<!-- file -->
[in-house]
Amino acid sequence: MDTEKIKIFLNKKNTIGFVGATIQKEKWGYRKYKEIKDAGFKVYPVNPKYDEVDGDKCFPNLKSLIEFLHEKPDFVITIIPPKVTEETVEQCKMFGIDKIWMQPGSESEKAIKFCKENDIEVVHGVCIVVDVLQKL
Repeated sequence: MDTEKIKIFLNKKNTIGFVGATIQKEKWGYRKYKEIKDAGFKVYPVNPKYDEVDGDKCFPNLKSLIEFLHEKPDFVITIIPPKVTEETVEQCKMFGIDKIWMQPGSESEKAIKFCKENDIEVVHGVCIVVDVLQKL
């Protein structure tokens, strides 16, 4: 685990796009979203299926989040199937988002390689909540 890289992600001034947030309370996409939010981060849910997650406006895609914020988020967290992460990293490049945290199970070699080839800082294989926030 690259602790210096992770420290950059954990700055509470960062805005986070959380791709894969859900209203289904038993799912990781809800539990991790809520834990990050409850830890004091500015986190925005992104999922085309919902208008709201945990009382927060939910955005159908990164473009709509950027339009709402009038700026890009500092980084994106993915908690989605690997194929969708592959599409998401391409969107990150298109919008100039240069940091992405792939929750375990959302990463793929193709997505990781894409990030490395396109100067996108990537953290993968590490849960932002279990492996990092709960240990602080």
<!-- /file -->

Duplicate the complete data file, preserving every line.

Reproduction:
[in-house]
Amino acid sequence: MDTEKIKIFLNKKNTIGFVGATIQKEKWGYRKYKEIKDAGFKVYPVNPKYDEVDGDKCFPNLKSLIEFLHEKPDFVITIIPPKVTEETVEQCKMFGIDKIWMQPGSESEKAIKFCKENDIEVVHGVCIVVDVLQKL
Repeated sequence: MDTEKIKIFLNKKNTIGFVGATIQKEKWGYRKYKEIKDAGFKVYPVNPKYDEVDGDKCFPNLKSLIEFLHEKPDFVITIIPPKVTEETVEQCKMFGIDKIWMQPGSESEKAIKFCKENDIEVVHGVCIVVDVLQKL
């Protein structure tokens, strides 16, 4: 685990796009979203299926989040199937988002390689909540 890289992600001034947030309370996409939010981060849910997650406006895609914020988020967290992460990293490049945290199970070699080839800082294989926030 690259602790210096992770420290950059954990700055509470960062805005986070959380791709894969859900209203289904038993799912990781809800539990991790809520834990990050409850830890004091500015986190925005992104999922085309919902208008709201945990009382927060939910955005159908990164473009709509950027339009709402009038700026890009500092980084994106993915908690989605690997194929969708592959599409998401391409969107990150298109919008100039240069940091992405792939929750375990959302990463793929193709997505990781894409990030490395396109100067996108990537953290993968590490849960932002279990492996990092709960240990602080």